District in darkness | By Ali Jan Maqsood


District in darkness

Just before the sunset, Naseema begins preparing for dinner in Bazdad village of Balochistan’s district of Awaran. She asks her children to do their school work before it is dusk while continues with her chores. She keeps a lantern beside her when she starts baking bread. She looks outside and quickens her work as she is late today, because she had gone to see someone in her next village who was not fine. She did not finish cooking when darkness spread. She turns on the lantern and cooks. At the same time, her children shout out to their mother asking for the only lantern to get their school work finished. Naseema wonders for a while and takes the lantern to her children.

From infrastructure to electricity and a proper education and health systems, Awaran district poses a dilemmatic picture of deprivations. Though Abdul Quddus Bizenjo, Chief Minister Balochistan, being the local of the district, has the provincial charge, he has not provided what the locals have ‘expected’ of him as CM.

“Because we have no electricity, I have to do all the work before it begins to darken,” says Naseema looking straight into my eyes with the hope that I can become her voice further. She spends a normal life which pushes her, following the general societal traditions, to do the works at home, as cooking, all alone. However, she finds her comfort when her husband (after he is at home) helps her with her preparations.

“I only visit my area on Eid because there is no electricity in my village,” says Akram Baloch, a resident of Mashkay studying Law in Quetta. He feels himself distracted from education in his village where electricity has ceased other developments such as internet and mobile network facilities which, as he believes, are fundamentals for education in the twenty first century. Although he wishes to travel his town on various occasions, a lack of the basics of life compels him to spend joyous days as a guest away from home. “Had there been electricity in my village, I would have spent more good times with my family members there,” he says with a frank smile of disheartened feeling.

“There wasn’t anything as electricity before, but sort of construction work is continued where combs are being erected,” says Naz Bibi (52) from Nokjo of tehsil Mashkay in Awaran, adding that she had listened from the people of the other villages that electricity was to arrive in these areas. But simultaneously, she feels dejected saying that the government would find a way to get over it. “I won’t say we will get electricity unless we actually get it,” she tells me with no faith on governmental projects.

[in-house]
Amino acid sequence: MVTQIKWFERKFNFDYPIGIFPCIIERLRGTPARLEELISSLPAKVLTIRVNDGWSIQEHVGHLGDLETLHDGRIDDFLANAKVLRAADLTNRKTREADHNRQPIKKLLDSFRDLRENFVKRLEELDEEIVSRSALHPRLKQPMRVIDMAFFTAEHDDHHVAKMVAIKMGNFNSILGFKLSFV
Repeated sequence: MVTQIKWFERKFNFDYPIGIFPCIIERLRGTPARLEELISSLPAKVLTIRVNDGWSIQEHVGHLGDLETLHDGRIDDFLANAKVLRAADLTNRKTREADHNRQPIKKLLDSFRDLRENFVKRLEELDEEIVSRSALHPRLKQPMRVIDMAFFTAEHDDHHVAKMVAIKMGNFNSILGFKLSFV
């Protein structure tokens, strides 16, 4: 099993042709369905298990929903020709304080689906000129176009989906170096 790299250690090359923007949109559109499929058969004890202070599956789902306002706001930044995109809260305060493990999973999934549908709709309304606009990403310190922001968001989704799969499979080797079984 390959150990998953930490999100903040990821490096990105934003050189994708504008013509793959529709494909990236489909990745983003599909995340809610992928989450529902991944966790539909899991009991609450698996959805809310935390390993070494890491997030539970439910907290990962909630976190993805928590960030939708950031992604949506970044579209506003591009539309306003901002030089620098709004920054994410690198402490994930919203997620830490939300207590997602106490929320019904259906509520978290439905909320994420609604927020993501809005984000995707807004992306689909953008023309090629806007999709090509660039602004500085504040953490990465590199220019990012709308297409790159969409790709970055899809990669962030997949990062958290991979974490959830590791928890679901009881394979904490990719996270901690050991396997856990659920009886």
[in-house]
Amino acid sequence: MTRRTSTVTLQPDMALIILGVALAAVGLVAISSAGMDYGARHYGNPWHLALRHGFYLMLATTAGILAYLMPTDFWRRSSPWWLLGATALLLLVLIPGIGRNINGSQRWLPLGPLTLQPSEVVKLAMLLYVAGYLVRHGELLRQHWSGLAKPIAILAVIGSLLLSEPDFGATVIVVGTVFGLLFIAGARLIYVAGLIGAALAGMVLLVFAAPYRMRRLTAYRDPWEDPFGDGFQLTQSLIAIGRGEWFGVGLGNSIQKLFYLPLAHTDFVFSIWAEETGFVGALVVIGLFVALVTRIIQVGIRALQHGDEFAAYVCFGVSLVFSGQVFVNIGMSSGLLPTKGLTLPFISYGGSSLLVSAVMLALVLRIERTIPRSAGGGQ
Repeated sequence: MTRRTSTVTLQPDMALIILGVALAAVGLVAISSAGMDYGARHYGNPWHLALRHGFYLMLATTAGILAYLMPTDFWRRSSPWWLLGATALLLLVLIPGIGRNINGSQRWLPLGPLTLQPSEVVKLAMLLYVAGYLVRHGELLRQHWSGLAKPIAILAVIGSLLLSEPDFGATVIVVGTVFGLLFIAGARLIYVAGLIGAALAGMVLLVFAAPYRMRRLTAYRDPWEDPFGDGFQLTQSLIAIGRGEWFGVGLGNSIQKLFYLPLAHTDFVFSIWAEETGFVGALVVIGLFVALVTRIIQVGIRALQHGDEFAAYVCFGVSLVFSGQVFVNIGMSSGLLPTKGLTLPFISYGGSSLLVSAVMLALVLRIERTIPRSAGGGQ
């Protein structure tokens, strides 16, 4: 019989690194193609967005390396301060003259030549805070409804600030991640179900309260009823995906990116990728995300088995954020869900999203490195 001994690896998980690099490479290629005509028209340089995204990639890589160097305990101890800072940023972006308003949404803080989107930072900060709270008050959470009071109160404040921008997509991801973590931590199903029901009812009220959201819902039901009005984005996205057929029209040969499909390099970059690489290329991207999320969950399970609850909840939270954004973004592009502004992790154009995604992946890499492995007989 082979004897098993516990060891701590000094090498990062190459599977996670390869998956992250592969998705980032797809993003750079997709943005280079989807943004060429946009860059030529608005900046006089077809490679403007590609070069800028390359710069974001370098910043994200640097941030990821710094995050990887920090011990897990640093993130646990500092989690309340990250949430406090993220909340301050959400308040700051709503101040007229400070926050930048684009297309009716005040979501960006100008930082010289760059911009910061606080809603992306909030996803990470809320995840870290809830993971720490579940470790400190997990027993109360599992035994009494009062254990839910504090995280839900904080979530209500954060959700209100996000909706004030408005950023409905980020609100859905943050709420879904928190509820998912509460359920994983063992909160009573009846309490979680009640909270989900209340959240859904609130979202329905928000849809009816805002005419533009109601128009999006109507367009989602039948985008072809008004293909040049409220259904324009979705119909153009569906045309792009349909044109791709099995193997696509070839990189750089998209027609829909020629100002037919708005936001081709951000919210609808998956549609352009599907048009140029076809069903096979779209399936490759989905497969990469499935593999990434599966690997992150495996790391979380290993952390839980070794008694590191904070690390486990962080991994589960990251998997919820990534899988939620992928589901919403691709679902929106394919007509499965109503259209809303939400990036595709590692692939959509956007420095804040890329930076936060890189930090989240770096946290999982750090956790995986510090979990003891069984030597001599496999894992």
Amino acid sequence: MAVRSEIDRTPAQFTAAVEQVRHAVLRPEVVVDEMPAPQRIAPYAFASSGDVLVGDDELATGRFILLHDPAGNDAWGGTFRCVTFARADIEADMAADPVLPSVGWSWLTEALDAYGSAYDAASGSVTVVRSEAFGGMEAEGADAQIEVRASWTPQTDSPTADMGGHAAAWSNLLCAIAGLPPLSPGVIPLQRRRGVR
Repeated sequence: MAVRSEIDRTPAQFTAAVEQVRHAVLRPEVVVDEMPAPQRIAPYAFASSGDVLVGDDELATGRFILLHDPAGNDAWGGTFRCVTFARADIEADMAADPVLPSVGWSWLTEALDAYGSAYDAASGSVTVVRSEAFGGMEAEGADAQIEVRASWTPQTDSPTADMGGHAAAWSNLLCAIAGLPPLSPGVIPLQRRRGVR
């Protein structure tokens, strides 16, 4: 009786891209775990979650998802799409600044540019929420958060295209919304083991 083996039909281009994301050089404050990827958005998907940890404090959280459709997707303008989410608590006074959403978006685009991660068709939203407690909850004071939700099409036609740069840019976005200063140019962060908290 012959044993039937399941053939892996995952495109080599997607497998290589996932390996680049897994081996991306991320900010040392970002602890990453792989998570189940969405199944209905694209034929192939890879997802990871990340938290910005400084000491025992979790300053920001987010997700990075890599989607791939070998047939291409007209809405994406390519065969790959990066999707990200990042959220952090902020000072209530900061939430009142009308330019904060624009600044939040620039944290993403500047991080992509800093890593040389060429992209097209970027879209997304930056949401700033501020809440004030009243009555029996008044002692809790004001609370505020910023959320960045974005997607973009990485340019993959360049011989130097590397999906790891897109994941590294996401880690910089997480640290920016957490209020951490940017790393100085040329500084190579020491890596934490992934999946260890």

A report of UNDP Pakistan with the assistance of Oxford Poverty and Human Development Initiative (OPHI) shows 71% of Balochistan’s population in the Multidimensional Poverty Index (MPI). Awaran, in such terms, resembles the province with 56% of the population (68,140 out of 1, 21,680 people as per census 2017) living below the poverty line. The district mourns for the basics of life considering the twenty first century. But unfortunately, they lack almost every amenity including electricity in this modern world. As a result of this poverty, many people in the district fail to buy solar systems for electricity. But when the same power is provided through a proper governmental channel, it helps them gain electricity and end up with their numerous grievances that a lack of energy creates. “Government has never been sincere with other projects, but considering the recent pace of work on electricity, it seems our district will lighten up someday soon,” narrates Akram with bright eyes, adding that 24000KV transmission wires are expected to provide electricity to the darkened district. If electricity comes, people below the poverty-line need not to look with thirsty eyes to those who afford buying solar systems.

“Everyone wants to have electricity by any means, but very few can actually get to their desires following the poverty ratio in my village,” he tells me. The CM Balochistan, Abdul Quddus Bizenjo, on the other hand, tells me that electricity in the mentioned region, exemplifying Makran particularly, arrived after the 2000s.

For facilitating his home district with energy, he had been putting efforts from the word go, he says. He adds that as he got on power, one among his other core works was to bring electricity facility to Awaran which, as he says, would soon become a reality. “Awaran will lighten up very soon,” promises the CM.

—The writer is contributing

columnist, based in Quetta and tweets at @Alijanmaqsood12